The Camera Stars

Steven Soderbergh's latest captivating achievement breaks ground in several ways

If I was to list my 10 favorite cinematographers, No. 6 would be a man who does not exist: Peter Andrews. Andrews, the pseudonym of director Steven Soderbergh, has shot 10 films, but in three of them, his work really stands out: Traffic, Solaris and now Bubble.

Bubble is essentially a cinematographer's film. There's almost no story; there are long pauses between lines of dialogue; and in many segments, virtually nothing occurs. The film, though, is shot in a beautiful widescreen with stationary cameras that frame the Midwestern interiors with an eerie emptiness.

The style of the film is deeply voyeuristic. It follows, usually at a distance, three people who work in a doll factory. Soderbergh consistently uses a still camera and very few edits, creating the feeling that the characters just happened to walk into the room where the camera was sitting. Some scenes hold a single shot without cuts for several minutes, a real rarity in modern filmmaking.

In one segment, Kyle (Dustin James Ashley) and his friend Martha (Debbie Doebereiner) are at a doughnut shop, and Kyle stands up so that a hanging plant blocks the view of his head. The scene continues like this, with Martha speaking to what looks like a man with a plant for a head.

In another scene, Martha and Kyle talk through a small window, and though this is one of the few scenes where the camera cuts back and forth between speakers, you never see their mouths. It's a weird and alienating effect, and it's the only sequence shot in tight close-up.

The distance and alienation that the camerawork produces feed neatly into the plot, or what little plot there is: Martha and Kyle are friends because they both work in a doll factory. Martha is a middle-aged woman who likes to sew and watch television. Kyle is a young man who is pathologically shy. When attractive young Rose (Misty Dawn Wilkins) comes to work at the factory, she disrupts the simple connection that Martha has made with Kyle, and things very, very slowly get out of hand.

The film takes about 40 minutes to get to its only event, which is just about right. The visuals are so perfectly captivating that it doesn't need any story up to that point, but I don't think it would have worked to hold out on plot for much longer.

When something does happen, it happens on a night when Rose and Kyle go on a date, leaving Martha to baby-sit Rose's daughter. The date sequence is chilling as Kyle and Rose sit in a bar and have an incredibly slow conversation that reeks of romantic tension and despair.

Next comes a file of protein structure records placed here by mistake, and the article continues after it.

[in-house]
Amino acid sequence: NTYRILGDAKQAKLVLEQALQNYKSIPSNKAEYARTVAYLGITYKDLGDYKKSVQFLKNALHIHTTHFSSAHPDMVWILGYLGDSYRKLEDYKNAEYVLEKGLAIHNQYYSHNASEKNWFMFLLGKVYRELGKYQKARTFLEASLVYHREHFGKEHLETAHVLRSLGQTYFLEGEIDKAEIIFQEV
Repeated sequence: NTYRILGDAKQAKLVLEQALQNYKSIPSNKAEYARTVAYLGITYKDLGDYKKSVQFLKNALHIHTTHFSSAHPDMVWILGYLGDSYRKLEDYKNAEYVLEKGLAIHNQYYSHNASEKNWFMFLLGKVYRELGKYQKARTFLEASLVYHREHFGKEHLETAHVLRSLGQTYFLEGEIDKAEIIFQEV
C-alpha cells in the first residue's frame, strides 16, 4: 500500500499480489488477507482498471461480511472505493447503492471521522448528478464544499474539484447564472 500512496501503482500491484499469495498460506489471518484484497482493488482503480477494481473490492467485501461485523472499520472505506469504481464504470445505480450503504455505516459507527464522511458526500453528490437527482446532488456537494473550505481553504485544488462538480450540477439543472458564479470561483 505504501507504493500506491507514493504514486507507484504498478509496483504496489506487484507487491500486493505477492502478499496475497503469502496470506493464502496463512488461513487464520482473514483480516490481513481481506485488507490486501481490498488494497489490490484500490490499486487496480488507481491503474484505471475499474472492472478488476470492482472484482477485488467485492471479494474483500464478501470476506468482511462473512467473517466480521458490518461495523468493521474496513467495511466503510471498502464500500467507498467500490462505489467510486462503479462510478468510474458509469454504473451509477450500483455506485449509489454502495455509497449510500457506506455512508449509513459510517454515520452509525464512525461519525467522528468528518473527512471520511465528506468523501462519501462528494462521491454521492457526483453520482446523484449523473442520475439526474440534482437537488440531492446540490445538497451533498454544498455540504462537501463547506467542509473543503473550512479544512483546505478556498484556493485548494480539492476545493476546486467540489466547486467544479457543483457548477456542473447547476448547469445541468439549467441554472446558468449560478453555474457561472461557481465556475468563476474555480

To pull this off, Soderbergh used first-time actors who give performances that are weird, stilted and yet perfectly in sync with each other. They don't follow acting-school rules for naturalism, yet they come off as completely natural in their discomfort.

Soderbergh has clearly thought about the way every aspect of his film contributes to its overall mood. With Bubble, his intention was clearly to give the camera the starring role. That may well be why the film is set in a doll factory: The shots of the doll-production line are reminiscent of the industrial art films of the '60s and '70s, with shots of conveyer belts of doll torsos drifting by, doll-head molds being dipped in hot plastic and eerie shots of eyes being inserted into rubbery doll faces.

To enhance the blankness of these surroundings, most scenes are shot without any music. Only a hollow room tone rings across the dialogue, creating the feeling that the viewer is illicitly eavesdropping on the characters. Soderbergh maintains this style to the end, when the credits roll to complete silence, which is so unusual that it seemed somehow wrong and disturbing, and really emphasized the empty feeling of the film.

The only problem with this approach is that the story becomes so barren that it doesn't have much lasting effect. So little happens, and there's so little interior exploration of the characters, that ultimately the plot almost seems to disappear.

The film in this regard, and in the way it's shot, is most reminiscent of Antonioni's Italian language films from the '60s. It would be interesting to watch Bubble and a film like Antonioni's L'Eclisse in one night and compare the styles.

And, strangely, you'll be able to do that next week, when Bubble comes out on DVD. In an experiment in distribution, Soderbergh is releasing Bubble in theaters, on DVD, over the Internet and on cable almost simultaneously, claiming this will be the new, standard model for film releases.

But there's something sly about choosing Bubble as the first film to appear this way. While it's a captivating film, and one I'd see again, it's also a film that demands a large screen, and its quiet spaciousness seems far better suited to a dark movie theater than a home living room.

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